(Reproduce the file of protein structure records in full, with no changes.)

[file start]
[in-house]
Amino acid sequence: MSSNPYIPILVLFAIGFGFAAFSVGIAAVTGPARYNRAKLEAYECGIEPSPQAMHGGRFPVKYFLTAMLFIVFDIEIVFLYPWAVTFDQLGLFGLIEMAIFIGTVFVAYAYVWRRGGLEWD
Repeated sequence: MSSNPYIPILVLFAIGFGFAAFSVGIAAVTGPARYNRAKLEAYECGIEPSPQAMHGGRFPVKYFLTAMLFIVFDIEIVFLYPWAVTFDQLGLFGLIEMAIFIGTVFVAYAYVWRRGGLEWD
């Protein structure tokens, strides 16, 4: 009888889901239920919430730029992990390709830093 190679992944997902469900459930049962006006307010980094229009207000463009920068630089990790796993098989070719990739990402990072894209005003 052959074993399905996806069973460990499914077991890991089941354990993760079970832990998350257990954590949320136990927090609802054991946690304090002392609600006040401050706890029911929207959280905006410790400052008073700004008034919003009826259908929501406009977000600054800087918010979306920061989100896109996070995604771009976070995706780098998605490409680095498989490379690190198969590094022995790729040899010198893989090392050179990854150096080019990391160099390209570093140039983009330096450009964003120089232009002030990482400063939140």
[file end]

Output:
[in-house]
Amino acid sequence: MSSNPYIPILVLFAIGFGFAAFSVGIAAVTGPARYNRAKLEAYECGIEPSPQAMHGGRFPVKYFLTAMLFIVFDIEIVFLYPWAVTFDQLGLFGLIEMAIFIGTVFVAYAYVWRRGGLEWD
Repeated sequence: MSSNPYIPILVLFAIGFGFAAFSVGIAAVTGPARYNRAKLEAYECGIEPSPQAMHGGRFPVKYFLTAMLFIVFDIEIVFLYPWAVTFDQLGLFGLIEMAIFIGTVFVAYAYVWRRGGLEWD
């Protein structure tokens, strides 16, 4: 009888889901239920919430730029992990390709830093 190679992944997902469900459930049962006006307010980094229009207000463009920068630089990790796993098989070719990739990402990072894209005003 052959074993399905996806069973460990499914077991890991089941354990993760079970832990998350257990954590949320136990927090609802054991946690304090002392609600006040401050706890029911929207959280905006410790400052008073700004008034919003009826259908929501406009977000600054800087918010979306920061989100896109996070995604771009976070995706780098998605490409680095498989490379690190198969590094022995790729040899010198893989090392050179990854150096080019990391160099390209570093140039983009330096450009964003120089232009002030990482400063939140």